When I first took over the responsibility of setting the rules for The Buffalo News’ Runner of the Year series, I was handed down some guidelines that have proven to be very effective and useful:
• Start with the Shamrock Run, and end with the Turkey Trot. That’s the local race season.
• Use a variety of distances, and spread out the races as much as possible.
• Give a boost to the area running clubs.
• Don’t include first-year races in the series.
Therefore, when changes come to the race calendar, there are standards to follow. Such is the case this year, as the series will have a couple of alterations.
This year, we’re losing the Fleet Feet Run into Buffalo 15K. That’s too bad from the series’ standpoint, since it was well done and an unusual distance. The replacement is “The Biggest Loser” Half-Marathon. I didn’t want another half-marathon in the series, as one is enough.
Therefore, that race is off the series calendar. There was no large need to replace it, since the Checkers Mile is held less than two weeks before Labor Day weekend. However, that has left me with five of the 11 races going the distance of 5-kilometers. Clearly, a 5K specialist has a big advantage with that schedule. What’s more, the new Champions 5K is designed to be something of an unofficial championship for the distance.
What, then, to do? The Lancaster Striders club supplies an answer with its Strider Glider, a quarter-marathon race (6.55) in late October. It’s a unique distance, and the race has been run twice. Those who have done it say it’s well-organized. So, it will be added to the 2014 calendar.
However, the Strider Glider falls only a week before the Bob Ivory Run, which is the smallest of the 5Ks in terms of participants of any of those in the series. It had 259 finishers last season and 231 the year before. Even though the event is a very good one, that’s the obvious choice for a switch. Too bad there’s no room for both.
As usual, you can follow the standings at buffalorunners.com. Webmaster Jeff John does an outstanding job of keeping track of the rankings.
This has become a tough few months for those who have worked at the finish line of area races. Late last year we lost John Beishline. Last week, Mary Thomas passed away.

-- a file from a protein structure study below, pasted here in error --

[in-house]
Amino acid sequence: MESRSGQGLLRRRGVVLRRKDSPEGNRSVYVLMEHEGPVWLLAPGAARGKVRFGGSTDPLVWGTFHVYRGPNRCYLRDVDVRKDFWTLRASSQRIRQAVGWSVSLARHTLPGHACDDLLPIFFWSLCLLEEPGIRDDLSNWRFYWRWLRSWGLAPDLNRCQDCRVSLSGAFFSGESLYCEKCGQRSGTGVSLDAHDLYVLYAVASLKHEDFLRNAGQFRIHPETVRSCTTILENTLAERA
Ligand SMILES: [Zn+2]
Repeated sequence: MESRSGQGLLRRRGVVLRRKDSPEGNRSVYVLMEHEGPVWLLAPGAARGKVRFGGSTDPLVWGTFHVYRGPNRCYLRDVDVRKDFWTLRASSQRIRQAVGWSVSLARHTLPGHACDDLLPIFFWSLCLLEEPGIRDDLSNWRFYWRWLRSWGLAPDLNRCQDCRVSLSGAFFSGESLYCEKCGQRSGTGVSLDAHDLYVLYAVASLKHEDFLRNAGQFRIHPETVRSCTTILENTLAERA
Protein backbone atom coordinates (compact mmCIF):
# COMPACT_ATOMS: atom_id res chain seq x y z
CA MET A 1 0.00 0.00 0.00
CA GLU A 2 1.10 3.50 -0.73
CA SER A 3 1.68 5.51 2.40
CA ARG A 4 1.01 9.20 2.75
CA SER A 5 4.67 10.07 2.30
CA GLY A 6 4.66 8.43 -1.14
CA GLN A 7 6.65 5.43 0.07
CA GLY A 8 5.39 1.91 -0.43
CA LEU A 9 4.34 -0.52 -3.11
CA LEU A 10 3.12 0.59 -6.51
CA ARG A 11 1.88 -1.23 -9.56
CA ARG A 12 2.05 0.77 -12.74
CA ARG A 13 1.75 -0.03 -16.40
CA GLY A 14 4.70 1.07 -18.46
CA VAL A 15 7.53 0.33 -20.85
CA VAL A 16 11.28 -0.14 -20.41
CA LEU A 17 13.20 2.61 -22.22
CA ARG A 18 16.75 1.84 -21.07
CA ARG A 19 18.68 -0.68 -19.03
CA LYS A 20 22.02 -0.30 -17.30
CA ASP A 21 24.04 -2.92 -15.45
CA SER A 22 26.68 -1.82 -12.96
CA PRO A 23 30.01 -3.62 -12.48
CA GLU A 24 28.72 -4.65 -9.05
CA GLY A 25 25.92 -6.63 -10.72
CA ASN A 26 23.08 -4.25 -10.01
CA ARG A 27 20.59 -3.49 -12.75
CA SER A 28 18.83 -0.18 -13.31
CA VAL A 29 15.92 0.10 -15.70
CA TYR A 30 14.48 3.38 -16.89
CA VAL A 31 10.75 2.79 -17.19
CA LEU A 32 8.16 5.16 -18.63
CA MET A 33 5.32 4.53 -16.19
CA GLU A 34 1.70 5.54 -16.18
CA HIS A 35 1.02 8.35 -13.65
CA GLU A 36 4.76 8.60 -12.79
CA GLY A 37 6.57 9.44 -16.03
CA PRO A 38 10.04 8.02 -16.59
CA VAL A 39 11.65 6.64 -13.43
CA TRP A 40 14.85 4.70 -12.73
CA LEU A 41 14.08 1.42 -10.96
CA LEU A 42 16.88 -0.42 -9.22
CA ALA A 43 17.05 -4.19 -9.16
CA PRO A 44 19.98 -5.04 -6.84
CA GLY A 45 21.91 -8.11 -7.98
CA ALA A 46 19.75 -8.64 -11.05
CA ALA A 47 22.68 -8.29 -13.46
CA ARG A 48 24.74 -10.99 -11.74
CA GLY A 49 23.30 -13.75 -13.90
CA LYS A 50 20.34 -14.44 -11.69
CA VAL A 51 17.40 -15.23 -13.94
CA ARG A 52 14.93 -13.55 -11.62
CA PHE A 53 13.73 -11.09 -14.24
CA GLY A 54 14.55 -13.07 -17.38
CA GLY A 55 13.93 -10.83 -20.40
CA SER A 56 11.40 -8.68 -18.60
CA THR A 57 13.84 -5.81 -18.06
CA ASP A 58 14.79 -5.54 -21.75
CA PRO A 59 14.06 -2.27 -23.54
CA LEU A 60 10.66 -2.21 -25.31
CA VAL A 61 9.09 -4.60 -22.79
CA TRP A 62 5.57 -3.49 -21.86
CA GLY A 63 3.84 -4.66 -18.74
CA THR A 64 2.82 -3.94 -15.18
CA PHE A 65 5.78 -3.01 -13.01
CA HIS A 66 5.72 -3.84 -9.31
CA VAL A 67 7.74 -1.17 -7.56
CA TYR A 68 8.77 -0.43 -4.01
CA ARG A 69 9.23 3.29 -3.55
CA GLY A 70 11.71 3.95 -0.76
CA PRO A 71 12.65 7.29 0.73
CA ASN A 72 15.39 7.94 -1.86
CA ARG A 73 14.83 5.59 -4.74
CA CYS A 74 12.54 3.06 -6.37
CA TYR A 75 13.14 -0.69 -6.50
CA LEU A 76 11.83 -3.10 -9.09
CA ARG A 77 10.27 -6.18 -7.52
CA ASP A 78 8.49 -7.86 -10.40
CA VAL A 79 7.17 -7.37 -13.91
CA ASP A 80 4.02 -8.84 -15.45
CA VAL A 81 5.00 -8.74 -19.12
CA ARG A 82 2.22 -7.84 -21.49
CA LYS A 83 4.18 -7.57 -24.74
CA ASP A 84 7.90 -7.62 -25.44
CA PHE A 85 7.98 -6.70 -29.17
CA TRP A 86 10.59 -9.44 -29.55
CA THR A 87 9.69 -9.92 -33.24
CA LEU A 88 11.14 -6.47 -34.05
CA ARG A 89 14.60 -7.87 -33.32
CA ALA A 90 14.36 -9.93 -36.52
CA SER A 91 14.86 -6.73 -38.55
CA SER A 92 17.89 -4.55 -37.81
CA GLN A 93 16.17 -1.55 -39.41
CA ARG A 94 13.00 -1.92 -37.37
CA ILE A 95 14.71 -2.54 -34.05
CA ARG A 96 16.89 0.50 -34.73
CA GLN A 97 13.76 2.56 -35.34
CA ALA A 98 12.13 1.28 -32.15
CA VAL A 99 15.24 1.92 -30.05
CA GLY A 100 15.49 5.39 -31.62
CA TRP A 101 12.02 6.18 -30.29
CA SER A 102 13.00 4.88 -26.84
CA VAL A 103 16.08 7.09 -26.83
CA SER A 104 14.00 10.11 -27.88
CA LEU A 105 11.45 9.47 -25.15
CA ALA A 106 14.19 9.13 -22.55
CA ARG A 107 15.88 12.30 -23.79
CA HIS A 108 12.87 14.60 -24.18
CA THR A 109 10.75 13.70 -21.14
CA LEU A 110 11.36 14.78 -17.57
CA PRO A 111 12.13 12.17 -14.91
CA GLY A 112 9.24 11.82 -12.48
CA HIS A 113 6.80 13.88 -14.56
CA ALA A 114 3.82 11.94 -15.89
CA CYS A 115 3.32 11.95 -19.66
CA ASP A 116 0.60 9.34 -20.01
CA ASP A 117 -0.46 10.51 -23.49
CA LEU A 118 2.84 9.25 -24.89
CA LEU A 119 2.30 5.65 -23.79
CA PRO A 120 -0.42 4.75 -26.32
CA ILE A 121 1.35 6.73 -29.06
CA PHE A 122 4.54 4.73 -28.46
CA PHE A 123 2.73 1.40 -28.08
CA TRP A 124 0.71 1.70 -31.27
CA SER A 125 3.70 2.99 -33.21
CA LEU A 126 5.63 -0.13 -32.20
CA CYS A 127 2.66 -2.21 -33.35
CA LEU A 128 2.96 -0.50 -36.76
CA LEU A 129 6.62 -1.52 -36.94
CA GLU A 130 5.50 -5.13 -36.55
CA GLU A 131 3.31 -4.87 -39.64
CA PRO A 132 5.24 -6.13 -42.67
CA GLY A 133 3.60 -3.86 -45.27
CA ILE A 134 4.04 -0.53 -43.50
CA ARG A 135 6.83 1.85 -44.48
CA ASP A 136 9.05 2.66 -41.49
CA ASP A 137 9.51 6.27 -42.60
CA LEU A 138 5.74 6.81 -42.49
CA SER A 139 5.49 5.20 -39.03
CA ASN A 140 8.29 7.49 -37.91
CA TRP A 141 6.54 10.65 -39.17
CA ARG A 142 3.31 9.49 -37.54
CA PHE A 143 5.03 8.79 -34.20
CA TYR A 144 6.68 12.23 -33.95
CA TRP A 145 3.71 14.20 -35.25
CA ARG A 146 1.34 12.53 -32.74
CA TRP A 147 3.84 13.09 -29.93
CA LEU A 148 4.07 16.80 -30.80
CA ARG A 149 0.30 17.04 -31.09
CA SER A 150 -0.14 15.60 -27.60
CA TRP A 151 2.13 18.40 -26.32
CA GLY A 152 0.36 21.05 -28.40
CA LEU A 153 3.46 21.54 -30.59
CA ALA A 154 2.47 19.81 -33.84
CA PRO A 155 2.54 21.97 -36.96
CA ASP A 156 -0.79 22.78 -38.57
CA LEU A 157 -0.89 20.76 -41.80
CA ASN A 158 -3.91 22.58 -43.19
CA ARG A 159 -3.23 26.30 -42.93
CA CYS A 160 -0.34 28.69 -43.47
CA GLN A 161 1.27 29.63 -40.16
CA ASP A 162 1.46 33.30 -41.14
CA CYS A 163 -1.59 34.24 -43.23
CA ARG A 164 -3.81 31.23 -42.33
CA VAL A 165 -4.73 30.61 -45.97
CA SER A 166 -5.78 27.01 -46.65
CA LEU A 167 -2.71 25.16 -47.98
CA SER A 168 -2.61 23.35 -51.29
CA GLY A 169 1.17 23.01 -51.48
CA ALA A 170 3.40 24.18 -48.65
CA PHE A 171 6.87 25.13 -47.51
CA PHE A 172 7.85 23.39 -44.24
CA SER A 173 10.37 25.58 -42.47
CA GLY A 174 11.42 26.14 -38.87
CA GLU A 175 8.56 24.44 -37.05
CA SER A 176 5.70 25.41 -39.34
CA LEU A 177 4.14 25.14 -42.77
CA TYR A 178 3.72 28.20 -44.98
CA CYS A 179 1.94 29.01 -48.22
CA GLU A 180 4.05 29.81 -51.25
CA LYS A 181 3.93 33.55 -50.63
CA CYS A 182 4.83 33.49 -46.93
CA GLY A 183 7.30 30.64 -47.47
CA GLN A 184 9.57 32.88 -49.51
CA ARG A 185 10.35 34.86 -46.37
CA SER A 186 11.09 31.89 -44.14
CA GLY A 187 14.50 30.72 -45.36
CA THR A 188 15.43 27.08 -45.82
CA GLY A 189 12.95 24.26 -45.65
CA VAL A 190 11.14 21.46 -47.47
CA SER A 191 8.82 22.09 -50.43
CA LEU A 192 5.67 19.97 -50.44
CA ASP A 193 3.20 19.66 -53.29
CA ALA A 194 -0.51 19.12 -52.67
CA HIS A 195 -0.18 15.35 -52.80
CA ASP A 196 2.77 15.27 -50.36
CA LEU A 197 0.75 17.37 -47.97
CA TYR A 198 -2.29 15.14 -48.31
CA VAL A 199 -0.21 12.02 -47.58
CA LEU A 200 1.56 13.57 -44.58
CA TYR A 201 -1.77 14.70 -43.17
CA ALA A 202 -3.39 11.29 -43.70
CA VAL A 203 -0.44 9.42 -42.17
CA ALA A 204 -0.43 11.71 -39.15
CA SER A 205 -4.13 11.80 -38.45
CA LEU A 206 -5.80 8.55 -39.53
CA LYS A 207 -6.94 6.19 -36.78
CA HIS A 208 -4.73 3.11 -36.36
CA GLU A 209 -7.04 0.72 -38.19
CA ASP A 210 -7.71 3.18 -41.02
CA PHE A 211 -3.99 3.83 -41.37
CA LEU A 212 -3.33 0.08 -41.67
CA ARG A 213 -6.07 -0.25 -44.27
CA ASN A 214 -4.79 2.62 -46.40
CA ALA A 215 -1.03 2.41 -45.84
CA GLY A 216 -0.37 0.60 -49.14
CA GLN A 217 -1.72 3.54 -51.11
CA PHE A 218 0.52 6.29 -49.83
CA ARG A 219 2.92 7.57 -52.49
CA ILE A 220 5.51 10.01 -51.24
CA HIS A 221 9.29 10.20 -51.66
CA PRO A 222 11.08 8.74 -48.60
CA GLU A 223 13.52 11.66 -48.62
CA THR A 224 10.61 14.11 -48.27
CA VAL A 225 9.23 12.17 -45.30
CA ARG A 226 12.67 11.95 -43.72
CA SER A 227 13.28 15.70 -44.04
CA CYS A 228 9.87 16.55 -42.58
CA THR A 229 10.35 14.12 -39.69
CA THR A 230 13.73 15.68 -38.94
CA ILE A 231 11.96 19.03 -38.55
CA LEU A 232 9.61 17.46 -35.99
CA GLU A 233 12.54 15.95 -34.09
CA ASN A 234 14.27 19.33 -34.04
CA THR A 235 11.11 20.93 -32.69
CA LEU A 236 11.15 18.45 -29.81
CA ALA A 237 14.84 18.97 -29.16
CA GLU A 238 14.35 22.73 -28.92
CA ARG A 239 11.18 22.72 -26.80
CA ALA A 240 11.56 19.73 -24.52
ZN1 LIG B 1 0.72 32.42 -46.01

Thomas was a former high school gym teacher and City of Buffalo parks department worker. She retired from that position in 1991, but for several years she served as an official at Buffalo track meets and as a starter at Grover Cleveland golf course. It was an easy transition, then, to the timing of races.
Tom Donnelly, Buffalo Marathon director, realized how valuable Thomas was to the operation at Western New York Finish Line Services.
“Mary was a staple of it for years,” he said. “At the finish line, she was right in the center of operations.
“She was as sweet as could be, but she was always so focused. She was all business when it was time to get those finish-line boards ready. She was very solid, a top performer.”
Yet Thomas won’t be remembered by most runners for that. She’ll also be associated with a willingness to sing the National Anthem.
“I’ve been singing since I was a little girl,” Thomas said in a 2007 interview. “I sang in grade school, and I sang in high school. ... I joined the City of Good Neighbors Chorale.”
Fellow timer Beth McMahon had the chance to see Thomas sing something other than the Star-Spangled Banner. “She did love to sing,” she said. “She used to compete at bars, and said, ‘You have to come and watch me.’ ”
Thomas was a unique part of the Western New York running community. She’ll be missed before and after races.
• Slush Rush, 5K, Dods Hall at SUNY Fredonia, 9 a.m. today, 673-3451.
• Olean YMCA Polar Bear Series, 10K, 59 Boylston St. in Bradford, Pa., 1 p.m. today, 373-2400.
• Fight for Air Stairs Climb, 38 flights, One HSBC Center in Buffalo, 10 a.m. Saturday, (585) 666-1402.
• Dyslexia Dash, 5K, 2491 Emery Road in South Wales, 12 noon on March 9, 687-2017.